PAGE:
Cambodia Intercountry Adoptions
Update of status of adoptions in Cambodia
February 18, 2014
The Department of State’s Special Advisor for Children’s Issues, Ambassador Susan Jacobs, met with Cambodian adoption officials in Cambodia on January 9 and 10. The Ambassador met with key officials in several Cambodian ministries and authorities that will implement intercountry adoptions once Cambodia resumes processing intercountry adoptions with other countries, including Cambodia’s Central Authority, the Ministry of Social Affairs, Veterans, and Youth Rehabilitation; the Ministry of Justice, which works with Cambodia’s courts and provides legal advice to the Central Authority; and the Municipal Court of Phnom Penh. Ambassador Jacobs also met with UNICEF and a child protection non-governmental organization to seek their perspectives on Cambodia’s child welfare and protection systems.
During Ambassador Jacobs’ visit, she noted the Royal Government of Cambodia’s significant progress in drafting several procedures that will serve as the legal foundation of Cambodia’s system under the Convention on the Protection of Children and Co-operation in Respect of Intercountry Adoption (Convention). Cambodia acceded to the Convention in 2007, passed an intercountry adoption law to implement the Convention in 2009, and has since been working to draft and finalize important implementing procedures. These procedures will govern the authorization of foreign accredited adoption service providers, the implementation of relative adoptions, and the definition of special needs, among other areas.
Ambassador Jacobs also obtained clarification on the Cambodian Central Authority’s stated intention to resume intercountry adoptions in 2014. We understand that the Royal Government of Cambodia is preparing for Convention implementation carefully by planning a progressive approach to the resumption of intercountry adoptions. We anticipate that this progressive approach will look first to Cambodia’s state-run institutions and target children with special needs. Cambodian officials did not provide a specific timeline of next steps, though several emphasized the importance of finalizing relevant procedures before intercountry adoptions can begin.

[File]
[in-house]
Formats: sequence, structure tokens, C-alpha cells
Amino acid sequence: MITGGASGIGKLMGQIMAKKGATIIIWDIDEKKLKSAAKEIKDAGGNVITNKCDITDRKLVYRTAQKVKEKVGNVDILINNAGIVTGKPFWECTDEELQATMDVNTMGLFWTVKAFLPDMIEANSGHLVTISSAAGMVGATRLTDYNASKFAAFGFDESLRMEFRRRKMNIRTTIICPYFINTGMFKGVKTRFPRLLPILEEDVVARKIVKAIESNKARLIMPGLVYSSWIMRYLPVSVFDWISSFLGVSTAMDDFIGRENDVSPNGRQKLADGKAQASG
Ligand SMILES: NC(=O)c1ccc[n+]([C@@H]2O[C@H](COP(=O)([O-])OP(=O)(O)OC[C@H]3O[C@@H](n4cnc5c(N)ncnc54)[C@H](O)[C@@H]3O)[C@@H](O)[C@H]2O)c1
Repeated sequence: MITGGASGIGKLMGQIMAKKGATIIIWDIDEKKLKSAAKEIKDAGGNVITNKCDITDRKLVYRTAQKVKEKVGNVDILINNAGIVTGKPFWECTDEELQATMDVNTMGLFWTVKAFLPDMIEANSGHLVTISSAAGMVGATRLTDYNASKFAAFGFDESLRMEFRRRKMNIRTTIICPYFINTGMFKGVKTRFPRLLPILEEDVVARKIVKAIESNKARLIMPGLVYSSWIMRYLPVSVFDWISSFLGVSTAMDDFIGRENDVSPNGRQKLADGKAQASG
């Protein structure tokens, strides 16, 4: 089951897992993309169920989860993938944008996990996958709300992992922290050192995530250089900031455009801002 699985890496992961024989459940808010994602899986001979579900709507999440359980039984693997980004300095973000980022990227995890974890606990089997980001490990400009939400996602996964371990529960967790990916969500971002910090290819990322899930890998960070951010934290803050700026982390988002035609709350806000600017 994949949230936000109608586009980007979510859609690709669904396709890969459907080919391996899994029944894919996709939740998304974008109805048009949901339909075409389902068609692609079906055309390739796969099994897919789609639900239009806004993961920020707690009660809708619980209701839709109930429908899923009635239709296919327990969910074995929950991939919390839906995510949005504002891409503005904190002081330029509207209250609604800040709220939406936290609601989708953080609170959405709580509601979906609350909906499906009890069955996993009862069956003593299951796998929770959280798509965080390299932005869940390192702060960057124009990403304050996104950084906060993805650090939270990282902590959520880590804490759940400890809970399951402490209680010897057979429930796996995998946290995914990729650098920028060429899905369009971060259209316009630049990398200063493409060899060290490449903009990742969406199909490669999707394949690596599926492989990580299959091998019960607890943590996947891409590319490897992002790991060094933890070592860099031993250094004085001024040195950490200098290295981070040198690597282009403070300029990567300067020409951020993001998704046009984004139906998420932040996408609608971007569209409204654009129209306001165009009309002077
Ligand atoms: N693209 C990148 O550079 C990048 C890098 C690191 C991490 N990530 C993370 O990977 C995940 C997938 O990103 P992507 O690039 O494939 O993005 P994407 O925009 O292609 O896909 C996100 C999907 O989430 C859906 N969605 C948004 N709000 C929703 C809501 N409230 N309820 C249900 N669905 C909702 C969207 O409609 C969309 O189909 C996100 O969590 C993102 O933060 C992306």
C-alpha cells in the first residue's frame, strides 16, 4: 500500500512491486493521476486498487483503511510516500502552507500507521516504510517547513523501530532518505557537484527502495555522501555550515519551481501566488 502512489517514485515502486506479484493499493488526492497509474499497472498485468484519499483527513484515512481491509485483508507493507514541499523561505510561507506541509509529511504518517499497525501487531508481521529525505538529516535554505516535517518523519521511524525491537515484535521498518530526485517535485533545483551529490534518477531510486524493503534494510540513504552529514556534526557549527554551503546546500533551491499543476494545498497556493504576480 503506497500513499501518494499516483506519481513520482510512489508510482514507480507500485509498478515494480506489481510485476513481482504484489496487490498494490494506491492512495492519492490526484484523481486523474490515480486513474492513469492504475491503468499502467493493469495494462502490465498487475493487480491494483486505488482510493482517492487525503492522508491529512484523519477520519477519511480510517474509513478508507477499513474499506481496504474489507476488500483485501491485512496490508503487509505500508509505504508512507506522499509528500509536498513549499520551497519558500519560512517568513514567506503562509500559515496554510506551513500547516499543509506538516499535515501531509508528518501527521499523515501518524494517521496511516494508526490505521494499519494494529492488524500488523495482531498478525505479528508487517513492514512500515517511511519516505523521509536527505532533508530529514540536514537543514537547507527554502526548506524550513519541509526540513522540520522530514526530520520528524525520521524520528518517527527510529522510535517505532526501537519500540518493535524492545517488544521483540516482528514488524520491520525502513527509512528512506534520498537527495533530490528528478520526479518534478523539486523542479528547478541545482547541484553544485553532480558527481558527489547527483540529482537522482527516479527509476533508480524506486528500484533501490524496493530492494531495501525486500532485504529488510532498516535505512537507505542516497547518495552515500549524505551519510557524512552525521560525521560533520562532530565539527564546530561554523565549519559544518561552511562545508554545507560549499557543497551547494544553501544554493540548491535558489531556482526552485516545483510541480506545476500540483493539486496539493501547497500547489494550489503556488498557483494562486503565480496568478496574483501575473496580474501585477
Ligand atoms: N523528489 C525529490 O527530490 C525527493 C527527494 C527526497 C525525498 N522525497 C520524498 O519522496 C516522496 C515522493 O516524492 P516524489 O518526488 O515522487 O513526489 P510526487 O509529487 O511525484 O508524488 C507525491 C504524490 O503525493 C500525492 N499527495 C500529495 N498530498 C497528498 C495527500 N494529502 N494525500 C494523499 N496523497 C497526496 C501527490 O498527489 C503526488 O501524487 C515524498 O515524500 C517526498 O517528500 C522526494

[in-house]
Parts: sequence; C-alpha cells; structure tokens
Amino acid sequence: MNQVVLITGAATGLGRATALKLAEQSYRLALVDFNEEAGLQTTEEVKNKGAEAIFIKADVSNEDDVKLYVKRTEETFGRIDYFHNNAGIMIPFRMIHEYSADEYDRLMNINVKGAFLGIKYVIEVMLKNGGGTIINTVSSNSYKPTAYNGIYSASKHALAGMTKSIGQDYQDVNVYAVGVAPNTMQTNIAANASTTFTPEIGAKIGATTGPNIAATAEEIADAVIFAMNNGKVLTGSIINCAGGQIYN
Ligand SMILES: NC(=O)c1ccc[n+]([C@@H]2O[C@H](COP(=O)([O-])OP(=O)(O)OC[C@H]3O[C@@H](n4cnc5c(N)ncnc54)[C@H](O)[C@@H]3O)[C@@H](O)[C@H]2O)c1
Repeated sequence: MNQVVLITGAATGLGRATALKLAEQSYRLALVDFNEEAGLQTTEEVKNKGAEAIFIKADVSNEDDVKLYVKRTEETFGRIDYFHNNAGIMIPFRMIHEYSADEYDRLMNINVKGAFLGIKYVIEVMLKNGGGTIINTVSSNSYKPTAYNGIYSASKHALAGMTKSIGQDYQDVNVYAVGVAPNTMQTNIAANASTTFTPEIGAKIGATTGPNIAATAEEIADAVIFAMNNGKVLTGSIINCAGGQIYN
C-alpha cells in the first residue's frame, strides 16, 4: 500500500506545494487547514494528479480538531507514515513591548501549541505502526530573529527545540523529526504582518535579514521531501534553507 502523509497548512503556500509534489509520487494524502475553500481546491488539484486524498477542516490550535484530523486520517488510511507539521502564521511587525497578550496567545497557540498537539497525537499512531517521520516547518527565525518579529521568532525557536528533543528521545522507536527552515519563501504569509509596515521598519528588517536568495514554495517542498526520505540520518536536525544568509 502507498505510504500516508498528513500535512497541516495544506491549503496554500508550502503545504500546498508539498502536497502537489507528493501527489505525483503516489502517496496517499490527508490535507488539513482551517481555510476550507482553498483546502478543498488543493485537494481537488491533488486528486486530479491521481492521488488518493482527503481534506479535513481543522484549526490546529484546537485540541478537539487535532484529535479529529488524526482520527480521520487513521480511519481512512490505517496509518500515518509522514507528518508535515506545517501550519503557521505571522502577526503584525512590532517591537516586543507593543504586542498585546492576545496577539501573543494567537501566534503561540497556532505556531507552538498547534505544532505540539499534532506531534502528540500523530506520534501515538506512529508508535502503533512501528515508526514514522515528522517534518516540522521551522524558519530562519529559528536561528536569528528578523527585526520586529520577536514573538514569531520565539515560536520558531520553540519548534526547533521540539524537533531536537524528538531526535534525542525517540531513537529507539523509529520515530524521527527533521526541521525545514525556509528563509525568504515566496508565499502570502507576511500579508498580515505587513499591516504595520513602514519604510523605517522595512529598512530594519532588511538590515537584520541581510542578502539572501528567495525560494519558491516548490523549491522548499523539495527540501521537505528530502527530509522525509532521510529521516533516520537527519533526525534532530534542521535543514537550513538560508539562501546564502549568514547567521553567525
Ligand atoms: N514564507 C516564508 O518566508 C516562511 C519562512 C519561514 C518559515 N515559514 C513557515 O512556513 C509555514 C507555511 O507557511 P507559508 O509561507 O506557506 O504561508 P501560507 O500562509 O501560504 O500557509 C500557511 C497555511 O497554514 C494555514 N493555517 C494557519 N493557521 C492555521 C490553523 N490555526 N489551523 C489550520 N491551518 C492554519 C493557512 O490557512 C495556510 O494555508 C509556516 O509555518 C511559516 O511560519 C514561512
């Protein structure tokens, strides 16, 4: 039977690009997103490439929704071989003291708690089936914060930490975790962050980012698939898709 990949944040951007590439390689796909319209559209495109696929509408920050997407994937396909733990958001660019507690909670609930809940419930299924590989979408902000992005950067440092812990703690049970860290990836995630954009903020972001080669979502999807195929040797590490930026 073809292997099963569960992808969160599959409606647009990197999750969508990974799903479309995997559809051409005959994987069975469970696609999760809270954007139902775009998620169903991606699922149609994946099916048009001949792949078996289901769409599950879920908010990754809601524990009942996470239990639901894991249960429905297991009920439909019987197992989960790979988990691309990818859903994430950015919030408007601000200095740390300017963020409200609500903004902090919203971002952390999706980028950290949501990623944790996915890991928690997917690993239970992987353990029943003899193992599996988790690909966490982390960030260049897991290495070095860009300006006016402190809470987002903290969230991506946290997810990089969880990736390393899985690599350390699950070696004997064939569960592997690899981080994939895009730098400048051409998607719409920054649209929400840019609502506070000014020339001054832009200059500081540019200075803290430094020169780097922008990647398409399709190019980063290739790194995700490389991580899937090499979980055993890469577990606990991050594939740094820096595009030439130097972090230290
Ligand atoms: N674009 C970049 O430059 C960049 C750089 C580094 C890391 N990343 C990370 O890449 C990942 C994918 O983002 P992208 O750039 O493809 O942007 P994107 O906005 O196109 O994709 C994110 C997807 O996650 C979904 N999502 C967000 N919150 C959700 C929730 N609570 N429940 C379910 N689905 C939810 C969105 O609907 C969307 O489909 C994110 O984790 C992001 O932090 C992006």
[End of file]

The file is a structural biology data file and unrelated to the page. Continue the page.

During her visit, Ambassador Jacobs observed key areas of Cambodia’s child welfare and protection system that, if strengthened, would help to ensure that an adoption is ethical, transparent, and in the best interests of each adopted child. This includes regulation of Cambodia’s many unlicensed orphanages, instituting a case management system to identify prospective adoptive children, and duly considering domestic placement options in accordance with the Convention. The Department of State supports the ongoing efforts of the U.S. Agency of International Development and UNICEF to strengthen these and other areas of Cambodia’s child welfare and protection systems.
The Royal Government of Cambodia is not processing intercountry adoptions with other countries at this time. Additionally, the Department of State’s determination not to issue Hague Certificates in adoptions from Cambodia is still in effect. Please see the Department’s January 2, 2013 Notice for further information related to that determination.
The Department of State will continue to publish updates on Cambodian intercountry adoptions on adoption.state.gov. Please direct any questions related to this Notice or Cambodian adoptions to AdoptionUSCA@state.gov, 1-888-407-4747 within the United States, or 202-501-4444 from outside the United States.